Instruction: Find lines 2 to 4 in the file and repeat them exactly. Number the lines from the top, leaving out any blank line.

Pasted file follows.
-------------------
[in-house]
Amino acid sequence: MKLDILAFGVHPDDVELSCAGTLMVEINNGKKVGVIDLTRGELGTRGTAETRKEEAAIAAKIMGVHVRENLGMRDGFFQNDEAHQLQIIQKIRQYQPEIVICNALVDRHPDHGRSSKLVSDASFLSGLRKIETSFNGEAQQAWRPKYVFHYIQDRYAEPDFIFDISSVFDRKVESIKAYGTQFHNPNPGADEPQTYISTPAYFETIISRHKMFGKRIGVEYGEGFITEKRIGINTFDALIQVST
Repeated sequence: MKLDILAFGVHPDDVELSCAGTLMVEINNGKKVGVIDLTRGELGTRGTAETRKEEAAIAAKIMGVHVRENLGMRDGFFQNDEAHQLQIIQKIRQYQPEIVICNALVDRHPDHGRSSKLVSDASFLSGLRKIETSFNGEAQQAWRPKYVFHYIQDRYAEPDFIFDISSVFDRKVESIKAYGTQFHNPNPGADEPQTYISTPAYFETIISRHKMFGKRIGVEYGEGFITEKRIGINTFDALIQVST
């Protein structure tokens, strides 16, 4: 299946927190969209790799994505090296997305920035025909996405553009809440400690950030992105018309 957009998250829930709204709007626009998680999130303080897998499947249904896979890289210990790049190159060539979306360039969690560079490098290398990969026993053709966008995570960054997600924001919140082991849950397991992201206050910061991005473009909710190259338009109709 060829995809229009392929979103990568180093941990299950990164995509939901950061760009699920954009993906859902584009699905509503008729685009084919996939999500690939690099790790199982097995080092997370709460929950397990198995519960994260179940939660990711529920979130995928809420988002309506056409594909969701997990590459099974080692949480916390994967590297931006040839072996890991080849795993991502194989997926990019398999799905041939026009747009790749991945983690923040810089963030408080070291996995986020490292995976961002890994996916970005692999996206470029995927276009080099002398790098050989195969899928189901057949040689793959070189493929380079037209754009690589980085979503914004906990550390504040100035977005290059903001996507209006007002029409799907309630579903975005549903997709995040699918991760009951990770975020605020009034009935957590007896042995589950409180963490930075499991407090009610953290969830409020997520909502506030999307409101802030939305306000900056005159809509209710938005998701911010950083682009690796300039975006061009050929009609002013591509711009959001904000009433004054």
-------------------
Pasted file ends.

Amino acid sequence: MKLDILAFGVHPDDVELSCAGTLMVEINNGKKVGVIDLTRGELGTRGTAETRKEEAAIAAKIMGVHVRENLGMRDGFFQNDEAHQLQIIQKIRQYQPEIVICNALVDRHPDHGRSSKLVSDASFLSGLRKIETSFNGEAQQAWRPKYVFHYIQDRYAEPDFIFDISSVFDRKVESIKAYGTQFHNPNPGADEPQTYISTPAYFETIISRHKMFGKRIGVEYGEGFITEKRIGINTFDALIQVST
Repeated sequence: MKLDILAFGVHPDDVELSCAGTLMVEINNGKKVGVIDLTRGELGTRGTAETRKEEAAIAAKIMGVHVRENLGMRDGFFQNDEAHQLQIIQKIRQYQPEIVICNALVDRHPDHGRSSKLVSDASFLSGLRKIETSFNGEAQQAWRPKYVFHYIQDRYAEPDFIFDISSVFDRKVESIKAYGTQFHNPNPGADEPQTYISTPAYFETIISRHKMFGKRIGVEYGEGFITEKRIGINTFDALIQVST
């Protein structure tokens, strides 16, 4: 299946927190969209790799994505090296997305920035025909996405553009809440400690950030992105018309 957009998250829930709204709007626009998680999130303080897998499947249904896979890289210990790049190159060539979306360039969690560079490098290398990969026993053709966008995570960054997600924001919140082991849950397991992201206050910061991005473009909710190259338009109709 060829995809229009392929979103990568180093941990299950990164995509939901950061760009699920954009993906859902584009699905509503008729685009084919996939999500690939690099790790199982097995080092997370709460929950397990198995519960994260179940939660990711529920979130995928809420988002309506056409594909969701997990590459099974080692949480916390994967590297931006040839072996890991080849795993991502194989997926990019398999799905041939026009747009790749991945983690923040810089963030408080070291996995986020490292995976961002890994996916970005692999996206470029995927276009080099002398790098050989195969899928189901057949040689793959070189493929380079037209754009690589980085979503914004906990550390504040100035977005290059903001996507209006007002029409799907309630579903975005549903997709995040699918991760009951990770975020605020009034009935957590007896042995589950409180963490930075499991407090009610953290969830409020997520909502506030999307409101802030939305306000900056005159809509209710938005998701911010950083682009690796300039975006061009050929009609002013591509711009959001904000009433004054």